With “Son Of God,” Mark Burnett Takes The Bible To The Big Screen

Producers Mark Burnett Roma Downey discuss Son of God, the big screen adaptation of their wildly popular TV miniseries The Bible, and why this move into grand-scale religious programming is much more than a lark.

With “Son Of God,” Mark Burnett Takes The Bible To The Big Screen

When the producer of mega reality TV shows like Survivor and The Voice turned his attention in a more spiritual direction and produced a 10-hour mini-series based on the Bible last year, many people in Hollywood scratched their heads. Until, of course, the History Channel series was watched by over 100 million people and nominated for multiple Emmy awards. Suddenly, Mark Burnett wasn’t crazy, he was a genius.


Burnett could have easily left it at that and gone back to exclusively masterminding slick competition shows, but instead he and his wife, the actress Roma Downey–who conceived and produced The Bible with her husband–are throwing themselves into a whole new round of religious-themed projects with all the fervor of impassioned believers (which they are).

For Burnett, it’s the kind of mid-career evolution that typically winds up in the A-for-effort category. But if the success of The Bible–the third most-watched cable show of 2013 after The Walking Dead and Duck Dynasty–is any indication, these passion projects are much more than just a lark. They are broadening his legacy beyond pop-culture pleasures and showing a creative versatility that few in Hollywood are able to pull off.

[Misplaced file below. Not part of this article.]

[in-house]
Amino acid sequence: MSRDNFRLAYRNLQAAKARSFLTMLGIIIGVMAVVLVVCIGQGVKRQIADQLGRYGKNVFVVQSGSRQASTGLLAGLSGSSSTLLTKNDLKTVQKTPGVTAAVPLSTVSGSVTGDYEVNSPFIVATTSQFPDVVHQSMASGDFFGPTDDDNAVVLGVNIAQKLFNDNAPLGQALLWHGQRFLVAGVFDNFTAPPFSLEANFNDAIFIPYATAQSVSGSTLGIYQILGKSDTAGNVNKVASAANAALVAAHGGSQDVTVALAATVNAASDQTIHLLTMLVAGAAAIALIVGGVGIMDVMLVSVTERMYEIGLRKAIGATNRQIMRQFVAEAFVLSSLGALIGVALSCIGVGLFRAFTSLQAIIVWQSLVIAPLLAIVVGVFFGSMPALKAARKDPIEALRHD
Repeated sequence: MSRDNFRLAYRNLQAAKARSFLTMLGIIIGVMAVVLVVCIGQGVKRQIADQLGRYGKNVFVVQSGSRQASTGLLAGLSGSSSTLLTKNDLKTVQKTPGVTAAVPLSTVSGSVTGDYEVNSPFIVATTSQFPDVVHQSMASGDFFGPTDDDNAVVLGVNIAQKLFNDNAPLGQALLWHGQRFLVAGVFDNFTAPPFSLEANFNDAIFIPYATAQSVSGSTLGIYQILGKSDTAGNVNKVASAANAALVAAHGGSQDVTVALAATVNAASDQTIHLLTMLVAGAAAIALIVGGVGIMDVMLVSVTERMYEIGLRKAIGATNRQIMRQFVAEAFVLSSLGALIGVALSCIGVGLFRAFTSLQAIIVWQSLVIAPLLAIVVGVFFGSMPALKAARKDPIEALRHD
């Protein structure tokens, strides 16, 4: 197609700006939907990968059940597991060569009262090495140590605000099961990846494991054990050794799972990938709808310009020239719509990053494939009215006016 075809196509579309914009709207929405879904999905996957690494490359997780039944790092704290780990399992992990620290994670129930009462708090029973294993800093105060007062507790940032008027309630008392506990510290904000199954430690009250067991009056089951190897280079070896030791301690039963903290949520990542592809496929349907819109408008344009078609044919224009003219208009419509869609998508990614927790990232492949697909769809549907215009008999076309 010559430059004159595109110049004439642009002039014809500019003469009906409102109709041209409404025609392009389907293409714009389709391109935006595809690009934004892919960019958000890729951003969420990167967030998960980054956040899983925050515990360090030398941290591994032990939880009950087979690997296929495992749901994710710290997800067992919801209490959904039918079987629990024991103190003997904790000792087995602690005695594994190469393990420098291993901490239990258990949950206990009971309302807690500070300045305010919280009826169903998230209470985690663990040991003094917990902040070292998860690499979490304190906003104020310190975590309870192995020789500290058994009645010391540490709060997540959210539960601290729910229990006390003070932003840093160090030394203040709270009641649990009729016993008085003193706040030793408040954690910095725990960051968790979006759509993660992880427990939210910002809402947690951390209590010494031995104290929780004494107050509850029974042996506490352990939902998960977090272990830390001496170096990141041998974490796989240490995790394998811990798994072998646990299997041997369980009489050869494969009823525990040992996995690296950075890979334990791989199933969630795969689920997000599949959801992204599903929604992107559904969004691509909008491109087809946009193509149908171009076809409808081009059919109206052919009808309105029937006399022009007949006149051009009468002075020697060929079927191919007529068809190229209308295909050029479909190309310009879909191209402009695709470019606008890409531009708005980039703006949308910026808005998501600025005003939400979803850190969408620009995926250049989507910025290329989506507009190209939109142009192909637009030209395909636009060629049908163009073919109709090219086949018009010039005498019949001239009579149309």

Next up for him and Downey are 2015’s A.D., a follow-up to The Bible, which will air on NBC; an adaptation of Alice Hoffman’s best-selling novel The Dovekeepers, about four women whose lives intersect during the siege of Masada, for CBS; and, on Feb. 28th, Son of God, a 20th Century Fox feature film about Jesus that was created out of footage from The Bible.  

So what’s driving this new direction?

“It came in as a whisper, and it felt like a calling,” says Downey. “We love this subject matter. We are passionate Christians, so to be able to bring to light the Bible, and to be able to bring to the big screen the story of Jesus, has been a labor of love for us.”

Downey is quick to remind that for her, at least, this is not entirely new territory. “As you remember, I spent 10 years playing an angel on TV,” she says, referring to the 1990s CBS series Touched by an Angel. Downey also stars in The Bible and Son of God, as Mary.